- Julius Whigham II Palm Beach Post Staff Writer
From budget motels to high-end resorts, hotels are cornerstones of the Florida’s tourism industry. Some of them — including a few in Palm Beach County — also have become the crime scenes of human trafficking, officials say.
Bills before the Florida Legislature call for giving trafficking victims the right to sue the lodgings where the crime happens — especially those that take no steps to stop an offense some have called modern-day slavery — to cover costs such as medical expenses and mental-health counseling.
“Not only will it allow the victims to sue their traffickers, but also any establishment that knowingly allowed the trafficking to occur on their property or was willfully blind to the crime,” state Rep. Ross Spano, a Tampa-area Republican who sponsored the House version, said in an email to The Post. Sen. Lauren Book, a Broward County Democrat, has sponsored the companion bill in the Senate.
Investigators have found multiple cases of alleged trafficking at county hotels and motels in the past year, after a local task force was created to deal with the problem. One local lawmaker, Rep Bill Hager, R-Boca Raton, is a co-sponsor of the House bill and the chairman of the chamber’s Justice Appropriations Subcommittee, which unanimously supported the bill in December.
“If you’re running a hotel, common sense would tell you if something untoward is happening, the hotel would be precluded from saying we didn’t know,” said Hager, whose district covers the county’s coastal areas from Boca Raton to Palm Beach Shores.
How traffickers use hotels
Human trafficking is described as the exploitation of another person for labor, domestic servitude or commercial sexual activity through the use of fraud, force or coercion. According to the Polaris Project, a nonprofit that tracks calls to a national hotline, hotels and motels were the most prevalent venues for sex trafficking in Florida during the first half of 2017.
Spano — who is seeking the Republican nomination for Florida attorney general — said his office has noticed a rising number of incidents at hotel establishments across the state. Totals for his district, which includes the Brandon and Gibsonton areas east and south of Tampa, were not immediately available.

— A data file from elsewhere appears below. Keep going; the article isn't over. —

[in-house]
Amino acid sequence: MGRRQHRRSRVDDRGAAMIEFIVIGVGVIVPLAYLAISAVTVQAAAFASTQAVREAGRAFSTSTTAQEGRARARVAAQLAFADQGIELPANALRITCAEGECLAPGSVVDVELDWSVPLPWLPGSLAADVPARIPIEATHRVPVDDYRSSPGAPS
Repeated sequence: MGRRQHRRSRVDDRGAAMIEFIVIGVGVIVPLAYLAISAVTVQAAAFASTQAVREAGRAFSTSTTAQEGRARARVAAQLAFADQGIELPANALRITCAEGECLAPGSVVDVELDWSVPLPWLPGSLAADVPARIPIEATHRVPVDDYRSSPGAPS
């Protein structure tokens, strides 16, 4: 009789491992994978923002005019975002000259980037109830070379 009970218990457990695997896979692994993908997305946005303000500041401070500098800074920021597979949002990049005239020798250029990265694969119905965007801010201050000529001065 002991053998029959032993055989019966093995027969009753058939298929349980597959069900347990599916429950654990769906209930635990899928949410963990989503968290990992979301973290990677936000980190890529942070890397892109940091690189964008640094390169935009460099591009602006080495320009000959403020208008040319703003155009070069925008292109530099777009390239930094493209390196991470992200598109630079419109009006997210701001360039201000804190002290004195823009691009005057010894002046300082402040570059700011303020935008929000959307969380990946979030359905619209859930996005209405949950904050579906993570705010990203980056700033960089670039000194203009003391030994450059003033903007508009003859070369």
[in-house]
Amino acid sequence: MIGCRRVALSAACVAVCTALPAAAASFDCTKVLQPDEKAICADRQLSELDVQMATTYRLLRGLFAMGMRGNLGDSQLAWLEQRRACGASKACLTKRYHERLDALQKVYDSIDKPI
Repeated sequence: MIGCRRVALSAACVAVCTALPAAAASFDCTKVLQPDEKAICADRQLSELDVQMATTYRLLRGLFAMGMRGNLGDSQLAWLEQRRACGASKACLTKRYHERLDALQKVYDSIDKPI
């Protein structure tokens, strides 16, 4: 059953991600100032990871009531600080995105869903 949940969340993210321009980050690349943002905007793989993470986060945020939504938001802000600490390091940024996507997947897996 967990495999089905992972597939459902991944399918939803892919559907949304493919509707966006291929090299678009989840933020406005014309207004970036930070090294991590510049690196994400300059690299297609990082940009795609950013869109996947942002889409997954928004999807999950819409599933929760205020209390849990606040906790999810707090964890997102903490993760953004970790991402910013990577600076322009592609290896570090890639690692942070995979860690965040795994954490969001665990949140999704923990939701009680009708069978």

“This does not necessarily mean that trafficking is increasing, but rather that people are becoming more aware of what human trafficking is and speaking up when they see something suspicious,” Spano said.
In Palm Beach County, there were at least four cases in which in alleged traffickers either used, or attempted to use, a hotel to exploit their victims. In one instance, according to investigators, a South Florida man, Robert Atlee Miner used hotels in Broward and Palm Beach counties to sell women into prostitution.
In one of the other cases, Boynton Beach police alleged that a suburban Boynton Beach man, Marco Orrego, used a motel in that city to force a teenage girl into prostitution. Orrego pleaded guilty to federal charges in October and was sentenced to 20 years in prison.
“Human traffickers often rely on legitimate businesses to sustain their operations and unfortunately, hotels and lodging are one of the venues that traffickers us to exploit their victims,” Carol Dover, president and chief executive of the Florida Restaurant and Lodging Association, said in a statement to The Post.
House Bill 167 is scheduled to go before the Judiciary Committee. The Senate’s bill, No. 1044, was referred to the Rules Commitee in January and is not yet scheduled for a vote.